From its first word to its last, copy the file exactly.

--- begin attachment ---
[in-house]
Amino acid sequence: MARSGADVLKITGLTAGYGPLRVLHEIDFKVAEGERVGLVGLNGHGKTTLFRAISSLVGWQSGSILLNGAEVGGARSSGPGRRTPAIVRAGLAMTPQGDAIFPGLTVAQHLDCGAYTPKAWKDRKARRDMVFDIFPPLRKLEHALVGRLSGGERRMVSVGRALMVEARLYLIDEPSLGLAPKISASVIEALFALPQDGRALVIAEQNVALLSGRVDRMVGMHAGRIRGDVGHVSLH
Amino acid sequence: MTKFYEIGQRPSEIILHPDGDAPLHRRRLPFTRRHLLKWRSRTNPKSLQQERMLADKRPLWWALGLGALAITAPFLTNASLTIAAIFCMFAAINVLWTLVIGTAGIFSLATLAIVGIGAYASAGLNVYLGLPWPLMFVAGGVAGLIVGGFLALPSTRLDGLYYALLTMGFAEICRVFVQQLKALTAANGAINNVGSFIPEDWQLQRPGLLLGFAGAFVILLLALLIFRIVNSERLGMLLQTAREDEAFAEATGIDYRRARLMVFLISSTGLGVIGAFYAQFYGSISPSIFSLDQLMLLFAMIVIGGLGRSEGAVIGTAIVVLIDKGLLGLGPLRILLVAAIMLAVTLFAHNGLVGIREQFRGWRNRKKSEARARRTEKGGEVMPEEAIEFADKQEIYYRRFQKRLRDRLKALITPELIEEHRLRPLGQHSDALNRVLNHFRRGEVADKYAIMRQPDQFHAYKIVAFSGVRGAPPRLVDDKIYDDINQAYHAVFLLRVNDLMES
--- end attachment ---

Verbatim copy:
[in-house]
Amino acid sequence: MARSGADVLKITGLTAGYGPLRVLHEIDFKVAEGERVGLVGLNGHGKTTLFRAISSLVGWQSGSILLNGAEVGGARSSGPGRRTPAIVRAGLAMTPQGDAIFPGLTVAQHLDCGAYTPKAWKDRKARRDMVFDIFPPLRKLEHALVGRLSGGERRMVSVGRALMVEARLYLIDEPSLGLAPKISASVIEALFALPQDGRALVIAEQNVALLSGRVDRMVGMHAGRIRGDVGHVSLH
Amino acid sequence: MTKFYEIGQRPSEIILHPDGDAPLHRRRLPFTRRHLLKWRSRTNPKSLQQERMLADKRPLWWALGLGALAITAPFLTNASLTIAAIFCMFAAINVLWTLVIGTAGIFSLATLAIVGIGAYASAGLNVYLGLPWPLMFVAGGVAGLIVGGFLALPSTRLDGLYYALLTMGFAEICRVFVQQLKALTAANGAINNVGSFIPEDWQLQRPGLLLGFAGAFVILLLALLIFRIVNSERLGMLLQTAREDEAFAEATGIDYRRARLMVFLISSTGLGVIGAFYAQFYGSISPSIFSLDQLMLLFAMIVIGGLGRSEGAVIGTAIVVLIDKGLLGLGPLRILLVAAIMLAVTLFAHNGLVGIREQFRGWRNRKKSEARARRTEKGGEVMPEEAIEFADKQEIYYRRFQKRLRDRLKALITPELIEEHRLRPLGQHSDALNRVLNHFRRGEVADKYAIMRQPDQFHAYKIVAFSGVRGAPPRLVDDKIYDDINQAYHAVFLLRVNDLMES